Get All Access for $5/mo

'Titanic' Director and Diving Expert James Cameron Says OceanGate Catastrophe Was 'Preventable' The renowned Hollywood director is also a deep sea diving enthusiast and has been to the Titanic wreckage site 33 times.

By Madeline Garfinkle

Opinions expressed by Entrepreneur contributors are their own.

James Croucher | Getty Images
James Cameron in 2018.

Academy Award-winning director of Titanic, James Cameron, is giving his thoughts to several media outlets in the wake of the OceanGate Titan tragedy.

After four days of searching for the submersible that lost contact an hour and forty-five minutes into its journey, the U.S. Coast Guard announced that debris discovered near the search area was consistent with a "catastrophic implosion," resulting in the tragic loss of the five passengers on board.

Related: OceanGate's Five Missing Passengers 'Have Sadly Been Lost,' Company Says

During interviews with several outlets following the tragedy, Cameron says OceanGate failed to heed warnings.

In 2018, industry experts sent a letter to OceanGate's CEO, Stockton Rush (who was one of the five onboard the Titan), calling for the company to reconsider its decision to opt out of the traditional assessment and certification of its submersibles.

"Our apprehension is that the current 'experimental approach' adopted by OceanGate could result in negative outcomes (from minor to catastrophic) that would have serious consequences for everyone in the industry," the letter, obtained by The New York Times, states.

"One of the saddest aspects of this is how preventable it really was," Cameron told the BBC.

Cameron is an experienced diver and deep sea exploration enthusiast — he's been down to the Titanic wreckage site 33 times and is very much involved in the deepsea diving community.

"Many people in the community were very concerned about this sub," Cameron told ABC News, saying that several "top players" in the deep sea engineering circuit were concerned that OceanGate's Titan was "too experimental" and should be certified before taking passengers down to such extreme depths of the sea.

The director and diver added to BBC that he believes OceanGate "cut corners," which led to the catastrophe that resulted in the fatalities of five passengers. "[OceanGate] didn't get certified because they knew they wouldn't pass," he told the outlet.

Cameron also has a personal connection to the Titan tragedy, having known one of the passengers lost on the submersible, Paul-Henri "P.H." Nargeolet.

"P.H., the French legendary submersible dive pilot, was a friend of mine. It's a very small community, I've known P.H. for 25 years," Cameron told ABC. "For him to have died tragically in this way is almost impossible for me to process."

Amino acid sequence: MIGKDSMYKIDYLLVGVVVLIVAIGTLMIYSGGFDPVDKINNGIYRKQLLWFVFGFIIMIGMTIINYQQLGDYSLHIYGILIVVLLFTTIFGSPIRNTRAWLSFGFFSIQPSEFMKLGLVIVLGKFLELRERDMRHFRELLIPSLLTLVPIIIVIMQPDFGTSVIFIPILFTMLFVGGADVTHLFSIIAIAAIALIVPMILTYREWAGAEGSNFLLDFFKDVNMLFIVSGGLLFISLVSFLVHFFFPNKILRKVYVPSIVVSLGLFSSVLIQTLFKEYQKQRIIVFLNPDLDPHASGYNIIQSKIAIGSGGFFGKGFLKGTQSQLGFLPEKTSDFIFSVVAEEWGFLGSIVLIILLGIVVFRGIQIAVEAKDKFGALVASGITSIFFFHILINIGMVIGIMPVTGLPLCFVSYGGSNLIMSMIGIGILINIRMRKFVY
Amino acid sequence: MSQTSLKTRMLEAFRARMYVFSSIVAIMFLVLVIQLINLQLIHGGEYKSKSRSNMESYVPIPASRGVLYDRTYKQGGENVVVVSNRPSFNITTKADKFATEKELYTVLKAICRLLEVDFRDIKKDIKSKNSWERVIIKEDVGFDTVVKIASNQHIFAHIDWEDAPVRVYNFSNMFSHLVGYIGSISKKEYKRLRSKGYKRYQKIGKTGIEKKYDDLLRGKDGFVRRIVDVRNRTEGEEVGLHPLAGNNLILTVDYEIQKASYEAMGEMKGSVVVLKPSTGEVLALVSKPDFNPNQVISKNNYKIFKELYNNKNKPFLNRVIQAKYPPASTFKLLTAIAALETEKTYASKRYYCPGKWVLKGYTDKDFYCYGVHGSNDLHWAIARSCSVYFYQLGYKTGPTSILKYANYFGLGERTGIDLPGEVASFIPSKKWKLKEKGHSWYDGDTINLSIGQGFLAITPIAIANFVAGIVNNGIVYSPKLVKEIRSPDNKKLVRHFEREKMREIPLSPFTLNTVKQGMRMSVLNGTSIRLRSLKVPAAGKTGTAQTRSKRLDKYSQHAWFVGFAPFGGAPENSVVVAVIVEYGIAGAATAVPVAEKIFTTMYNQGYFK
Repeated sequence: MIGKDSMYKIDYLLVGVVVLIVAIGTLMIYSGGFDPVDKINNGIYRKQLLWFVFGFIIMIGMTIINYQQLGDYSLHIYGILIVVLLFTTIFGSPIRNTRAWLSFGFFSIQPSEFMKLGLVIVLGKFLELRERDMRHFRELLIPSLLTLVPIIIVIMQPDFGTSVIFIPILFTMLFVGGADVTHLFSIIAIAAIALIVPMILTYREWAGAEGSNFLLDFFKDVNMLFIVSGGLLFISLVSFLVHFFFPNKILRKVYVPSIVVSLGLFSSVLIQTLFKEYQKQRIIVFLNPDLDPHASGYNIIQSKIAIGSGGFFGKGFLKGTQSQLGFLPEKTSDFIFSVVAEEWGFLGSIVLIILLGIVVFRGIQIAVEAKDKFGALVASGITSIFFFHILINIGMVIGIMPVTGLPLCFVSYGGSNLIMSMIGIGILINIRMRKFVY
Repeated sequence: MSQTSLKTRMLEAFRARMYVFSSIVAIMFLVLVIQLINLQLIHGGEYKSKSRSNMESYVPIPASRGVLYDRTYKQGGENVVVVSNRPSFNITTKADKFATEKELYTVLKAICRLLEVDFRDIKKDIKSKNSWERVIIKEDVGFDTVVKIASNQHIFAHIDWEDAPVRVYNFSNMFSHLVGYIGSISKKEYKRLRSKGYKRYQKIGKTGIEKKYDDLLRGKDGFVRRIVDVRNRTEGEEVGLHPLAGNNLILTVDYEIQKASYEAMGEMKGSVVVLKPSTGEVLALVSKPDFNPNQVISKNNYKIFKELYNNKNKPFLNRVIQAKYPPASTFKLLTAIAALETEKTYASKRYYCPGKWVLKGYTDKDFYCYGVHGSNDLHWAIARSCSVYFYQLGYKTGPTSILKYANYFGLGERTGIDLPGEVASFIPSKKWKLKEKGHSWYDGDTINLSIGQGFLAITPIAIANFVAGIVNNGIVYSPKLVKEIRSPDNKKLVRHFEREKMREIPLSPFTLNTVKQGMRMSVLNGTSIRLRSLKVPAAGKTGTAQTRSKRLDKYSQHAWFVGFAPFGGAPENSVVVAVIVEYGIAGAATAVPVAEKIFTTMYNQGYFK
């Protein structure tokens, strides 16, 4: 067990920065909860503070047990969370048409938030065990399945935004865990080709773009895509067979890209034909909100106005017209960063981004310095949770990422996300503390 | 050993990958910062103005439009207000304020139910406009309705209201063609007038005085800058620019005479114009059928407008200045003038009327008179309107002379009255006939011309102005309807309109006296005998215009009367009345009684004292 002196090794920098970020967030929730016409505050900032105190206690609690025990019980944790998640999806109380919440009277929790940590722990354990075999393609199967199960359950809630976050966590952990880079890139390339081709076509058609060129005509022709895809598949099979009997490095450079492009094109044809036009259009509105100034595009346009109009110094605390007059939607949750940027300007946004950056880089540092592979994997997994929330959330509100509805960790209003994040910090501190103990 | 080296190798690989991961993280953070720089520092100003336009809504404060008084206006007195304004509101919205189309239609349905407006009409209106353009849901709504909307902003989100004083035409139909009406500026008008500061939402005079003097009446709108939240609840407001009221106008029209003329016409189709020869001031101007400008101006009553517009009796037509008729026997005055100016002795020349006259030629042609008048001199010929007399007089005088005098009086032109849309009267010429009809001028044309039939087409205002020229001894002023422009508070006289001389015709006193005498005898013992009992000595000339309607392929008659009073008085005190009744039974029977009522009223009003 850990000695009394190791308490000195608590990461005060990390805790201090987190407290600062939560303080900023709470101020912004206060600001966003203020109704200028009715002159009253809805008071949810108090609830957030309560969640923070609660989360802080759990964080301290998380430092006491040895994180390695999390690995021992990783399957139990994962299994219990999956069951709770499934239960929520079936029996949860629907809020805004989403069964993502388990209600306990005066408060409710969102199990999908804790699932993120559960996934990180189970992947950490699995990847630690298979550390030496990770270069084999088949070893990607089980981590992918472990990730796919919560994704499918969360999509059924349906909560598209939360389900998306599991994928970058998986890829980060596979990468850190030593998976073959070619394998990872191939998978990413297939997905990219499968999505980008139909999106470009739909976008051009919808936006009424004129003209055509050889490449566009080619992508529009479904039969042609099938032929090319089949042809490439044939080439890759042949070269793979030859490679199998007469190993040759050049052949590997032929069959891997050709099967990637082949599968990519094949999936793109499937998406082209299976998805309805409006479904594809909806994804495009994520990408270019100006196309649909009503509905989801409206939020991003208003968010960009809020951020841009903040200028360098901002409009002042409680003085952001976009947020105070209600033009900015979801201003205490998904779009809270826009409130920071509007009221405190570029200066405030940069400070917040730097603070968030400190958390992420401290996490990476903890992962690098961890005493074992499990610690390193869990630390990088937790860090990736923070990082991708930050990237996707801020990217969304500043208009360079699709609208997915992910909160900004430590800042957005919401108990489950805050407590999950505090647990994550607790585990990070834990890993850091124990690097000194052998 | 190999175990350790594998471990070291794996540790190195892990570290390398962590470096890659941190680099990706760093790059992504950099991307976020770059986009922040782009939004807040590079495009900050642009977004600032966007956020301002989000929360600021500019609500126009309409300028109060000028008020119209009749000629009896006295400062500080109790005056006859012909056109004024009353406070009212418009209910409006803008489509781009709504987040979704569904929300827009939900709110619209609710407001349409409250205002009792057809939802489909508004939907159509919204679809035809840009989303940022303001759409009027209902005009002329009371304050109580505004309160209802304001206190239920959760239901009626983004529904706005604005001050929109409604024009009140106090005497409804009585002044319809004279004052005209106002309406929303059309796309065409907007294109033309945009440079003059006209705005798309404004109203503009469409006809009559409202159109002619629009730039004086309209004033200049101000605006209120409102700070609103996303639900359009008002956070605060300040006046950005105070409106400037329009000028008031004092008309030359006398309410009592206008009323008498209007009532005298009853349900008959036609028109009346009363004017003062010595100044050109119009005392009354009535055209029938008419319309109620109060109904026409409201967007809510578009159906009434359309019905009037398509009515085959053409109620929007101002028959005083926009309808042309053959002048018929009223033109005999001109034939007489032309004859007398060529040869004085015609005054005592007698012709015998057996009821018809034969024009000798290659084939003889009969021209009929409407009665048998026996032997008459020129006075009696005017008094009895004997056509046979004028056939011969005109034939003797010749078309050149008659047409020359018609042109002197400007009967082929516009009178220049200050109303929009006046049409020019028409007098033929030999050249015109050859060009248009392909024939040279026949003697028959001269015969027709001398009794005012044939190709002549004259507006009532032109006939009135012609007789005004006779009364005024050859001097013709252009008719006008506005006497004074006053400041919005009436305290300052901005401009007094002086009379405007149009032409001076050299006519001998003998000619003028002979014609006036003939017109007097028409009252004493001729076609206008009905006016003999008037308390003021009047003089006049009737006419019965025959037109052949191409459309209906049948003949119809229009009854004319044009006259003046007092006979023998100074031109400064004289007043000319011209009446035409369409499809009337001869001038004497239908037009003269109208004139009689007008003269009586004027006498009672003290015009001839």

In 2018, OceanGate's former director of marine operations, David Lochridge, raised concerns about the Titan, saying it needed more testing because of the "potential dangers to passengers," the NYT reported. Following his warnings, Lochridge was fired, and he later sued the company for wrongful termination, which was settled in late 2018.

In the court documents, Lochridge states that after stressing the Titan be inspected and certified by an agency, OceanGate was "unwilling to pay" for the assessment.

Madeline Garfinkle

News Writer

Madeline Garfinkle is a News Writer at Entrepreneur.com. She is a graduate from Syracuse University, and received an MFA from Columbia University. 

Want to be an Entrepreneur Leadership Network contributor? Apply now to join.

Editor's Pick

Business News

Apple Reportedly Isn't Paying OpenAI to Use ChatGPT in iPhones

The next big iPhone update brings ChatGPT directly to Apple devices.

Business News

Sony Pictures Entertainment Purchases Struggling, Cult-Favorite Movie Theater Chain

Alamo Drafthouse originally emerged from bankruptcy in June 2021.

Marketing

Are Your Business's Local Listings Accurate and Up-to-Date? Here Are the Consequences You Could Face If Not.

Why accurate local listings are crucial for business success — and how to avoid the pitfalls of outdated information.

Growing a Business

He Immigrated to the U.S. and Got a Job at McDonald's — Then His Aversion to Being 'Too Comfortable' Led to a Fast-Growing Company That's Hard to Miss

Voyo Popovic launched his moving and storage company in 2018 — and he's been innovating in the industry ever since.

Money & Finance

Day Traders Often Ignore This One Topic At Their Peril

Boring things — like taxes — can sometimes be highly profitable.

Productivity

Want to Be More Productive Than Ever? Treat Your Personal Life Like a Work Project.

It pays to emphasize efficiency and efficacy when managing personal time.